There’s just no comparison (that Rohan Connolly won’t irrelevantly make)

Factually, you can’t fault Rohan Connolly’s article in this morning’s Age, drawn fastidiously from the genre: “here are the random stats that turned last year’s ordinary team into this year’s amazing team”. His key points, summarised and / or (sometimes ironically) rebutted:

Connolly: “Last season, as injuries cut a swath through the list, Carlton was forced to call on 41 players. This year, it has used 38, and five have played three games or less… Five players have played every game this season. Significantly, all of them have been defenders.”

Statsman: “This season, as injuries cut a swath through the list, Carlton was forced to call on 38 players. Last year, it used 41, but five played two games or less… Three Blues played every game last season. Significantly two of them were gun super-barometer excitement machines Eddie Betts and Jeff Garlett.”

Connolly:  “But a major tenet of Malthouse’s brief has been about flattening out the Blues’ performance graph, removing some of the shocking lows that accompanied the highs. About greater stability.”

Statsman: “Malthouse was asked not to win by as much or lose by as much?”

Connolly: “Two of the more telling statistics of Carlton’s season relate to personnel and consistency of performance, even in defeat. In 2012, the Blues lost as many games as this year, but there were far more stinkers among the losses. There were four beltings of 50 points or more, the worst a 69-point thumping to Adelaide, and Carlton’s average losing margin was just on 32 points. In 2013, even the Blues’ bad days have been, by comparison, not nearly as nightmarish. The average losing margin is just 18 points. The heaviest defeat has been by 41 points, and seven have been by 17 points or less.”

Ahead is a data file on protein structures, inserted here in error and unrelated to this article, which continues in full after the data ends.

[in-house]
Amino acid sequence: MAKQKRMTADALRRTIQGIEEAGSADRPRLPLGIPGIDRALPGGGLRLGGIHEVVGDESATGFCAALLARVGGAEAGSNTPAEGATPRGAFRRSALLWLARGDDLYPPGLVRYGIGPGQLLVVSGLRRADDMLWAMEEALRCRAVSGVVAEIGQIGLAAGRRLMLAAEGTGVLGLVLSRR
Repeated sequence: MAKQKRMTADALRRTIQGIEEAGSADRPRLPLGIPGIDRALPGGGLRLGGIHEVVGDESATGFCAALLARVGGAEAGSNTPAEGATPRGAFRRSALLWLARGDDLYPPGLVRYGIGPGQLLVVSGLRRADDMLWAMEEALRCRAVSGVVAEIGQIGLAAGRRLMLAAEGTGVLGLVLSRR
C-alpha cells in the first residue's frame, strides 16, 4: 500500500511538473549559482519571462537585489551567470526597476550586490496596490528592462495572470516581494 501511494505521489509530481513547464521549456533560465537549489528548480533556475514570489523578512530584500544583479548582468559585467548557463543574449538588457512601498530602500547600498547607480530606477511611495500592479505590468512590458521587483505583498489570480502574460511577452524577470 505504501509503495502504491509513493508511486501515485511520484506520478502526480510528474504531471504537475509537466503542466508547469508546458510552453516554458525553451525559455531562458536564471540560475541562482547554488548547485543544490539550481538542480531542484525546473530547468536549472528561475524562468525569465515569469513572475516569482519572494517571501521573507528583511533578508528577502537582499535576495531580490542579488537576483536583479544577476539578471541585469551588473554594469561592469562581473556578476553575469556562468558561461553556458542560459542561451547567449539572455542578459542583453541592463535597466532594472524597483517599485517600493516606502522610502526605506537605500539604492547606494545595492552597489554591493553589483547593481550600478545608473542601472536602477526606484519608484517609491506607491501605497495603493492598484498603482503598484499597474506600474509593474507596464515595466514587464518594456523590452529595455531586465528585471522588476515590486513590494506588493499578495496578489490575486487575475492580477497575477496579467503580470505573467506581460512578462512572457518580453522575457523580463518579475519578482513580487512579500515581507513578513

Statsman: “I agree. Based on the 2012 and 2013 averages and standard deviations for losses and wins (see below), you can say with 99% confidence that the 2013 loss average is lower (96% confidence of a lower win average). Do you wash your hands after picking all those cherries?”


Connolly: “I probably didn’t have anything to do with this graph but someone put it at the bottom of my article.”

rohans graph

Statsman: “This graph makes 23 irrelevant comparisons of data points.”

Statsman supplementary comment: completely opposite view from Robert Walls a few weeks earlier (with his own smaller selection of cherry-picked stats).

As always, reading Connolly in the morning is like… [in comments, feel free to insert your favourite irrelevant comparison].

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